The Future of Thai Products in China after the Opening of Laos-China Railway

Thai agricultural products exported to China through road and rail transportation amount to approximately 100 billion baht annually.

Thai agricultural products were predominantly transported to China via land borders prior to the opening of Laos-China Railway.

There are still several challenges impeding the railway from becoming the primary route for transporting agricultural goods.

Thai products have gained significant popularity among Chinese consumers for many years. In particular, agricultural goods, including highly sought-after fruits like durian, longan, and mangosteen, hold a special place in the hearts of Chinese buyers. Currently, Thai agricultural products exported to China via both road and railway routes contribute to an annual trade value of approximately 100 billion baht.

Before the launch of the Laos-China railway, the majority of Thai agricultural products destined for China were transported across land borders, commonly known as “transit transportation.” Among these routes, R12 and R3 were the primary channels for exports. Notably, the R12 route accounted for 75 percent of the total value of agricultural products exported to China, equivalent to approximately 75 billion baht, while the R3 route constituted the remaining 25 percent.

The recent inauguration of the Laos-China railway, considered a flagship project of the Belt and Road Initiative (BRI) in Southeast Asia, has sparked curiosity about the potential benefits it holds for Thailand. Kawin Viriyapanich, Director of Thai Trade Center in Vientiane, discusses the opportunities and challenges for Thai products in China.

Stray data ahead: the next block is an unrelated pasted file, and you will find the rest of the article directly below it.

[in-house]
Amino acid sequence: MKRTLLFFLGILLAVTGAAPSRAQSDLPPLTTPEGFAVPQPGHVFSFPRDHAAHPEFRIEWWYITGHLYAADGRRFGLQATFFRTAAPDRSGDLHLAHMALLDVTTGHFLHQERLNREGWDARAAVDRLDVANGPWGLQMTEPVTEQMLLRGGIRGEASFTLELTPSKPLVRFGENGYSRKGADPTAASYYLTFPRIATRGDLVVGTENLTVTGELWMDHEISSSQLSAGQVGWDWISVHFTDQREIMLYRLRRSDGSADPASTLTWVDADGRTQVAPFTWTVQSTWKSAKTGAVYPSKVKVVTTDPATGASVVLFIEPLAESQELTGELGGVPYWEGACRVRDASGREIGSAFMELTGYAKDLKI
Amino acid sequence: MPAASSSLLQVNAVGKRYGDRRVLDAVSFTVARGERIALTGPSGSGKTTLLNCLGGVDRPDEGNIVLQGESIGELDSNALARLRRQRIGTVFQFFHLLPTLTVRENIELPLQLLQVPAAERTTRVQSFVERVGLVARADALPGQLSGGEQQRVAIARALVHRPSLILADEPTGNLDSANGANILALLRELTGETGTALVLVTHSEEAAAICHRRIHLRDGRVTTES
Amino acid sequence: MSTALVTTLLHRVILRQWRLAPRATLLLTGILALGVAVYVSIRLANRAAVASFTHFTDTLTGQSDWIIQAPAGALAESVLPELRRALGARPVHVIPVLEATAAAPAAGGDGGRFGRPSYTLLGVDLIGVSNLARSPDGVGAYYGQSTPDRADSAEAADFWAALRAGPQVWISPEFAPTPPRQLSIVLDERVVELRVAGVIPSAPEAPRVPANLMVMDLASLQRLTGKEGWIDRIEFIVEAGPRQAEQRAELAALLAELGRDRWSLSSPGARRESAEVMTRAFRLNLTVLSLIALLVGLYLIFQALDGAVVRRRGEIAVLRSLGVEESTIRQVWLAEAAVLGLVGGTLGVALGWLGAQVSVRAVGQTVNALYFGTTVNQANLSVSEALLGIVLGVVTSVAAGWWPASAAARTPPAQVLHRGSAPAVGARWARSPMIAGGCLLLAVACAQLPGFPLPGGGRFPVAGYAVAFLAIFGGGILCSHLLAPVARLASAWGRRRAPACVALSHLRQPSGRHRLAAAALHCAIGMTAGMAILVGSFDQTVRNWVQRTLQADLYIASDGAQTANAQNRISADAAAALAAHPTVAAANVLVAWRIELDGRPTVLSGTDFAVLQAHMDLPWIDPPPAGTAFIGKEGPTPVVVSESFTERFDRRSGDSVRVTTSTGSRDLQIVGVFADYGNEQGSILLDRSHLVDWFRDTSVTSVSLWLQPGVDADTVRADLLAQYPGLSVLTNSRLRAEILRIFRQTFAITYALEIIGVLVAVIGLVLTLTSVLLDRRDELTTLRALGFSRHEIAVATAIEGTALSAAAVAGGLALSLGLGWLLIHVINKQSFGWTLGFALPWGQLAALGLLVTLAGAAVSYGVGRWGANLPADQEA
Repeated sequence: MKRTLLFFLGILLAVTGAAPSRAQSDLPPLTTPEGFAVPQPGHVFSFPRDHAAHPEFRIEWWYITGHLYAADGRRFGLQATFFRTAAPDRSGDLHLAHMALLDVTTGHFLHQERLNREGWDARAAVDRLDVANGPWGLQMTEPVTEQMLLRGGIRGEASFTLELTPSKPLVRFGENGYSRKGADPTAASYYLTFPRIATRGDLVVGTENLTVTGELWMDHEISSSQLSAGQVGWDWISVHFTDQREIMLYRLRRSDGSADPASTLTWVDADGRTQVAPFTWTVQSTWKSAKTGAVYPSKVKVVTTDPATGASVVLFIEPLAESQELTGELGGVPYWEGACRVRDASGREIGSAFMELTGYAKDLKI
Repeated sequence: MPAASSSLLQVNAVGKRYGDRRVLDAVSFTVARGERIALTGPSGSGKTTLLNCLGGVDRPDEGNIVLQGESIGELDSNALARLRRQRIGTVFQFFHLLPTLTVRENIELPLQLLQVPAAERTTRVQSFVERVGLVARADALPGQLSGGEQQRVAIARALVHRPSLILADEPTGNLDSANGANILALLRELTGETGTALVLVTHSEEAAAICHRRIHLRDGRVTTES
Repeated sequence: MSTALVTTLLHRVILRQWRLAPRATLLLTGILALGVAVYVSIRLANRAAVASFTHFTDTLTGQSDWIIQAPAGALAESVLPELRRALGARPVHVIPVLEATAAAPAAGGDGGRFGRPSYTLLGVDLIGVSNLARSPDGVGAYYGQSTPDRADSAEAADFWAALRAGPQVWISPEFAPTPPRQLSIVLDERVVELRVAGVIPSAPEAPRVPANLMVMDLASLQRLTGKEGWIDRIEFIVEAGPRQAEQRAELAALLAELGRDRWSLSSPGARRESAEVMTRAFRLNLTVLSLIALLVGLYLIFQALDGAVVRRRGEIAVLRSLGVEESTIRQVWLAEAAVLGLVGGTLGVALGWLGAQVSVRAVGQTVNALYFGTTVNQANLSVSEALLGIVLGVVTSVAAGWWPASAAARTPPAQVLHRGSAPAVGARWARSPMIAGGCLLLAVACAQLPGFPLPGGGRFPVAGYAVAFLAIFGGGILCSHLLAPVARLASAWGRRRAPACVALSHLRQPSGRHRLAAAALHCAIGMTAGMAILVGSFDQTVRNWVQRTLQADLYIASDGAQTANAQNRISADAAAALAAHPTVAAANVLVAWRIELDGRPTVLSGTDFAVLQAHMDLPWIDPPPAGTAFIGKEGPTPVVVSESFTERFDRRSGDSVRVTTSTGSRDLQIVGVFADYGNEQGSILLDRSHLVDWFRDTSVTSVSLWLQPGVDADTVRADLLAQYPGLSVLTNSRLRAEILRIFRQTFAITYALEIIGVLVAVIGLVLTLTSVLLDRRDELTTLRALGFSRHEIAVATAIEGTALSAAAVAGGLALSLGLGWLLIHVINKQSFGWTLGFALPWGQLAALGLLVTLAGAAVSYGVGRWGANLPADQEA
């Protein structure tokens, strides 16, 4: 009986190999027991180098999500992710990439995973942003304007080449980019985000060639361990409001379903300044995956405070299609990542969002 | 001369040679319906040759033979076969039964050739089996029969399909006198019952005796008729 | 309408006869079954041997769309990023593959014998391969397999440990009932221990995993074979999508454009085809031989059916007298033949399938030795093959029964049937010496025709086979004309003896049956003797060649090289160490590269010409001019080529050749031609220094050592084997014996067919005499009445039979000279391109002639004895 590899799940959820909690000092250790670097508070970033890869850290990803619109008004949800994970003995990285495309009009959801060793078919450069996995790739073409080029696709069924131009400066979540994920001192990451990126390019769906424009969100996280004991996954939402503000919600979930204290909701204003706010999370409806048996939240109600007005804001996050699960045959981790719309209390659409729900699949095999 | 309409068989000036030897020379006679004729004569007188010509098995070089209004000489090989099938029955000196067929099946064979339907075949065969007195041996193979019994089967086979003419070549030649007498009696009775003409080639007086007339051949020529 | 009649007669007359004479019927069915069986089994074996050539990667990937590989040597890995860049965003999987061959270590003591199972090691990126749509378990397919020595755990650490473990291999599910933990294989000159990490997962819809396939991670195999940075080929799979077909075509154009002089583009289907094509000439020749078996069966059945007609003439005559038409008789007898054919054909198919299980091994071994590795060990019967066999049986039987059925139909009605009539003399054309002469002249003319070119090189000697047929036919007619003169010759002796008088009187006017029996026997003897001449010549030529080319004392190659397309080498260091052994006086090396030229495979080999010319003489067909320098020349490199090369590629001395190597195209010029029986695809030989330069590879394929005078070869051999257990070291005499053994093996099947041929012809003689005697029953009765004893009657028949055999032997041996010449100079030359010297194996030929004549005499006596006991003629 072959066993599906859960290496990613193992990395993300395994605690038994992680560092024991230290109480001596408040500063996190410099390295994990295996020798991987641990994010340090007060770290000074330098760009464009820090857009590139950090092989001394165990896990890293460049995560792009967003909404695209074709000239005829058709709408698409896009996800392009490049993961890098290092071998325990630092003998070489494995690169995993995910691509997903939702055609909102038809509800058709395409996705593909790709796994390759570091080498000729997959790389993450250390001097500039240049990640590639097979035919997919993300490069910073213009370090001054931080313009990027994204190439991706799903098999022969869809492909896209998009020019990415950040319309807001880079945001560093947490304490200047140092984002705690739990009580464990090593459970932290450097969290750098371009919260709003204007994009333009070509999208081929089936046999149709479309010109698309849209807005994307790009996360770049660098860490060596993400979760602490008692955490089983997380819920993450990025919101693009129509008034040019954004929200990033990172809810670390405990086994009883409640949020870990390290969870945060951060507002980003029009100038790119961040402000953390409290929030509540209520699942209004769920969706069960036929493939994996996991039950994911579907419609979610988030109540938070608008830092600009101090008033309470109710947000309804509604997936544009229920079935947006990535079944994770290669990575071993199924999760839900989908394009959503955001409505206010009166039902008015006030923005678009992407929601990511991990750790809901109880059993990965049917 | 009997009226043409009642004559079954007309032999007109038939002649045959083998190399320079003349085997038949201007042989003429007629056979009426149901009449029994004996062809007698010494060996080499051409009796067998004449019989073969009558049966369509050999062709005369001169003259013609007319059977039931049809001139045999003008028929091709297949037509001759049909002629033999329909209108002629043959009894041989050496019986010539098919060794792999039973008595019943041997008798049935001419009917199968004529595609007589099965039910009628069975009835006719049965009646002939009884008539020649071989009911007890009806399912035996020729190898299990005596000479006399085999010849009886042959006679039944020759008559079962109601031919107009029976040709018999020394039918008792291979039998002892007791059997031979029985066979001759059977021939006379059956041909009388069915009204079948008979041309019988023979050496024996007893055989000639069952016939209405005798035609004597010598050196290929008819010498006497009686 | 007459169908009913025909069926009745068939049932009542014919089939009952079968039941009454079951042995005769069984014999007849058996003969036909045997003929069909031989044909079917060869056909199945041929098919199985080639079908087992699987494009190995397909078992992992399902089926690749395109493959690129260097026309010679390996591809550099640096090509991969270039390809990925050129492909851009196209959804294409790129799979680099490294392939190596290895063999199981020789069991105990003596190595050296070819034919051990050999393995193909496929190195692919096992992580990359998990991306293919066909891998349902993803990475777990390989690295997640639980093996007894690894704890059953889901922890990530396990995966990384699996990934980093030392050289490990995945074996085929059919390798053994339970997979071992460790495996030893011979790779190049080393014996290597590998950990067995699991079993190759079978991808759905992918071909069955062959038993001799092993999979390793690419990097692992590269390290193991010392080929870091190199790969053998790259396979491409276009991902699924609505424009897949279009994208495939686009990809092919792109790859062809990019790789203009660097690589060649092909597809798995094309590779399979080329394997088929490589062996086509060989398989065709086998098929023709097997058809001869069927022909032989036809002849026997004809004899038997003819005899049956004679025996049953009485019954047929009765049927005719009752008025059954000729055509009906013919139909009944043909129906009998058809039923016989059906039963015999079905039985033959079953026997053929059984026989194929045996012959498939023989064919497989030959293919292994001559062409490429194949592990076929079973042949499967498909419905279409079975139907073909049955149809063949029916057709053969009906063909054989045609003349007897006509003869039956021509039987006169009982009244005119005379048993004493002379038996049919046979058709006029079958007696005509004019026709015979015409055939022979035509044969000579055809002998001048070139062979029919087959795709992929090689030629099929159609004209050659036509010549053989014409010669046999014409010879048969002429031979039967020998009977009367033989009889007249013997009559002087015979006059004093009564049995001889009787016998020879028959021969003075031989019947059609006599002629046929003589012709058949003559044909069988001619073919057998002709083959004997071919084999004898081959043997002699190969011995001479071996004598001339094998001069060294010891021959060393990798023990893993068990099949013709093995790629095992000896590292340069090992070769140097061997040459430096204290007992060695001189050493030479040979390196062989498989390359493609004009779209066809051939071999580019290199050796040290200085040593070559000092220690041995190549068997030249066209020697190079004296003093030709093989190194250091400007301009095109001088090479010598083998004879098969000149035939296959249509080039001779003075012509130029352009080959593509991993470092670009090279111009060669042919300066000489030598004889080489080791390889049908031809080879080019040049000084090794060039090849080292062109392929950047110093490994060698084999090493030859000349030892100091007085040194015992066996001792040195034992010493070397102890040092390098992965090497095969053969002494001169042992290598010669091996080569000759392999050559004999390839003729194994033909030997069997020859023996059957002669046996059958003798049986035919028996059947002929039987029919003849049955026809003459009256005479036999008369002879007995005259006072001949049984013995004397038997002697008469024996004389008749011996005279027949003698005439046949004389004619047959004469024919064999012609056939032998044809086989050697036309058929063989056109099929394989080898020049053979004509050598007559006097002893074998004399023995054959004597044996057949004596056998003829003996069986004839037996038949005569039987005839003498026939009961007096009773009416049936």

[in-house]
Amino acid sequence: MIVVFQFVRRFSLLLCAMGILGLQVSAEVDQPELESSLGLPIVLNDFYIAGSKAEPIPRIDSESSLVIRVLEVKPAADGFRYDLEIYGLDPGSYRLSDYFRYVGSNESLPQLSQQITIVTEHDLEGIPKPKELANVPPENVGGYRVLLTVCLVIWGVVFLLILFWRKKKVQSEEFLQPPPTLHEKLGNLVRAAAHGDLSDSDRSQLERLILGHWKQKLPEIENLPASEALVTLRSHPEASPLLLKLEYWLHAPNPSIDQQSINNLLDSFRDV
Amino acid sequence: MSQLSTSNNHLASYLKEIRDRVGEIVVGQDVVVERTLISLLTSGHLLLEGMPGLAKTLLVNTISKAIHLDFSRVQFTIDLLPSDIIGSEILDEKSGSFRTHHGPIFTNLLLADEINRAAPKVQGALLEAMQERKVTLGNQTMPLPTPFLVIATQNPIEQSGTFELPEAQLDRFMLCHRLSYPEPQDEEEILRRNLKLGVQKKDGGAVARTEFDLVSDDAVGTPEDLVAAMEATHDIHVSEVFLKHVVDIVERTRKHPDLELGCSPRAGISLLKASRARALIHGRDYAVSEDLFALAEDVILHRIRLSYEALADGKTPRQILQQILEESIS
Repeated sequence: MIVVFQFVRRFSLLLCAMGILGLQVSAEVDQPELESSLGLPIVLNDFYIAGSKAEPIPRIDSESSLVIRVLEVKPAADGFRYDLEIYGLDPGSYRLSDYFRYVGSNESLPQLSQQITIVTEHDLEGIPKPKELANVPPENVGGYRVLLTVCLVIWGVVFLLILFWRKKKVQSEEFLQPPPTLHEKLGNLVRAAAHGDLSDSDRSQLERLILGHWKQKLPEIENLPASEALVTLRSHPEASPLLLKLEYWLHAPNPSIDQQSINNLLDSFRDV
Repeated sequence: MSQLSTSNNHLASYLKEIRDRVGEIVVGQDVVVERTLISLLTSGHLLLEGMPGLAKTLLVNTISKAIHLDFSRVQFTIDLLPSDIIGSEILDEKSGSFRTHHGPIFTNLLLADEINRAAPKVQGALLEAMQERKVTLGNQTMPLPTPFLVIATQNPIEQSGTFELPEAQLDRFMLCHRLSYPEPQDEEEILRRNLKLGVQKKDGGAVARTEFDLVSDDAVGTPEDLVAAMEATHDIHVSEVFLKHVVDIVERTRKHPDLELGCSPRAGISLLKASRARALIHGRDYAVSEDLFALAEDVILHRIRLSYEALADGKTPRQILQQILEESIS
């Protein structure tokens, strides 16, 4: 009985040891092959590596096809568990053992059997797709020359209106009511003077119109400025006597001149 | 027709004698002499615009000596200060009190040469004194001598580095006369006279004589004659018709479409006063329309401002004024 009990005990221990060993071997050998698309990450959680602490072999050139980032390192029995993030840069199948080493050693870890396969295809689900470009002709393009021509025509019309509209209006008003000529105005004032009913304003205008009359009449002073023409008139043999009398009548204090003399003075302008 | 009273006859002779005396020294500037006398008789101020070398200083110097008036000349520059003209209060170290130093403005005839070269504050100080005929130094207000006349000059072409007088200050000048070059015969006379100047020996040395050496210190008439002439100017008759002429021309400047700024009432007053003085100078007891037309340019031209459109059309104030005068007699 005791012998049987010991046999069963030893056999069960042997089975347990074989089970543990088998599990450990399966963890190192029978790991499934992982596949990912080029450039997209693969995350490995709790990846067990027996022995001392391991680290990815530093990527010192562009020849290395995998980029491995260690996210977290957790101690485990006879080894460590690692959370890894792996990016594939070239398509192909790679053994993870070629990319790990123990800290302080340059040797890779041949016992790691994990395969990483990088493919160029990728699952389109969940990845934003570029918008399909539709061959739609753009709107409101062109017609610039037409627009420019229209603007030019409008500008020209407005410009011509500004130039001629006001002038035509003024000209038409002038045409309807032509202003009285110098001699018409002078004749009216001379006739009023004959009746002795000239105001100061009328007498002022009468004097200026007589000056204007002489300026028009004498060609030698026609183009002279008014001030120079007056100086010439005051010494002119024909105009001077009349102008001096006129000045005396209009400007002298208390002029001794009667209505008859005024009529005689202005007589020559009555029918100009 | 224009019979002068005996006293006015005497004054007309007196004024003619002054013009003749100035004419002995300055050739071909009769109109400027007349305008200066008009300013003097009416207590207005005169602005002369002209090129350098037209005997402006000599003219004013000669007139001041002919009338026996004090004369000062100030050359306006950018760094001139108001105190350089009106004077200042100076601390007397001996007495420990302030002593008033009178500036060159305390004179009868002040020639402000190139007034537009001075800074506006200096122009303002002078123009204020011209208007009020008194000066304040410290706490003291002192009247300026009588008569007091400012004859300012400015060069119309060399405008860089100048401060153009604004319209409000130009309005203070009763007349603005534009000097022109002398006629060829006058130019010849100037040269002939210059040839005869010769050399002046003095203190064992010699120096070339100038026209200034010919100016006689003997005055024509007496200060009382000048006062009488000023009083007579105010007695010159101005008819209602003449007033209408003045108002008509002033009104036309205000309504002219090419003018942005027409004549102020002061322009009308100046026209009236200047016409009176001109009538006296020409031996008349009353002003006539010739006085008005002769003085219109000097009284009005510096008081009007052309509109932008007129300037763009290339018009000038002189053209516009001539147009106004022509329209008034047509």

With improved efficiency, the transportation time via the railway has significantly reduced from 14 days to just three days. This time reduction, coupled with competitive costs, has resulted in an increasing number of exporters opting for railway transportation. Moreover, apart from agricultural goods, the railway has also become a viable means for exporting industrial goods, such as electrical transformers and printed circuit boards, to China.

While the railway shows promise as a transportation route, several factors hinder its complete substitution of the R12 and R3 routes. First, the primary market for fruit retail and wholesale in China is located at the Youyiguan checkpoint, serving as a central hub for fruit imports via land, water and rail. This strategic location facilitates efficient distribution throughout China, leading many exporters to prefer direct transportation to Youyiguan instead of the railway route to Kunming.

Additionally, exporters are considering the trade-off between price and transportation duration. “Some are willing to pay more for speed, some opt for cheaper costs. The factors are different for each company,” he says.

Rail transport is considered suitable for high-value goods, resulting in a significant volume of durian, a premium-priced fruit, being transported via the railway, while other fruits are transported using more cost-effective alternatives.

As the Director of the Thai Trade Center in Laos, responsible for facilitating trade activities between Thailand and China, Kawin emphasises the centre’s commitment to coordinate with transportation service providers. The aim is to ensure smooth operations and a promising future for Thai exports, particularly in relation to the growing use of the railway as a means of transporting goods.

Words by: Natanit Tanmanasiri

Photo courtesy of Thai Trade Center, Vientiane